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Ethiopian PM Abiy Ahmed sees meteoric rise to Nobel Peace Prize
THE son of poor villagers, a spy boss, and now the man behind dizzying attempts to reform Africa's fastest-growing economy and heal wounds with Ethiopia's neighbours, Abiy Ahmed, has seen an unpredictable and peril-strewn rise to fame.
Another chapter was added to his remarkable tale on Friday when he was awarded the Nobel Peace Prize. Since becoming Ethiopian Prime Minister in April 2018, the 43-year-old has aggressively pursued policies that have the potential to upend his country's society and reshape dynamics beyond its borders. Within just six months of his swearing-in, Mr Abiy made peace with bitter foe Eritrea, released dissidents from jail, apologised for state brutality, and welcomed home exiled armed groups branded "terrorists".
More recently, he has turned to fleshing out his vision for the economy while laying the groundwork for elections currently scheduled to take place next May. But analysts fret that his policies are, simultaneously, too much too fast for the political old guard, and too little too late for the country's angry youth, whose protests swept him to power. Despite the challenges, Mr Abiy's allies predict his deep well of personal ambition will prompt him to keep swinging big.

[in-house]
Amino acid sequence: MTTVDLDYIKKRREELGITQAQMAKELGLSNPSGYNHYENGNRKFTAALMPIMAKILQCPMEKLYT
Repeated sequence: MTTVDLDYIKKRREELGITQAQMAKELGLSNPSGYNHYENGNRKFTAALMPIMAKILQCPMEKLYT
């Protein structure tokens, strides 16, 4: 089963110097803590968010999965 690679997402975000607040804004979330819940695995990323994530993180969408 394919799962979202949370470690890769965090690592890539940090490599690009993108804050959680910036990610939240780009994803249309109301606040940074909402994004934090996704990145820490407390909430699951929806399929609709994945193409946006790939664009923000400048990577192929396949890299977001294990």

The immediate demands of Ethiopian politics, however, may leave him with no choice but to shift his focus inward in the months to come. Holding credible elections by next May, the current timeline, is a daunting task, yet Mr Abiy is keen on scoring the kind of victory that would give him a mandate with the general public. First, he must contend with Ethiopia's formidable security challenges. Ethnic violence has been on the rise in recent years. Last June, Mr Abiy faced the greatest threat yet when gunmen assassinated high-ranking officials including a prominent regional president and the army chief. Mr Abiy seems well aware of the danger he faces, and makes public reference to attempts on his own life.
For now, as he noted in the Sheger FM interview, he remains in control. "There were many attempts so far, but death didn't want to come to me," he said. "Death shied away from me." AFP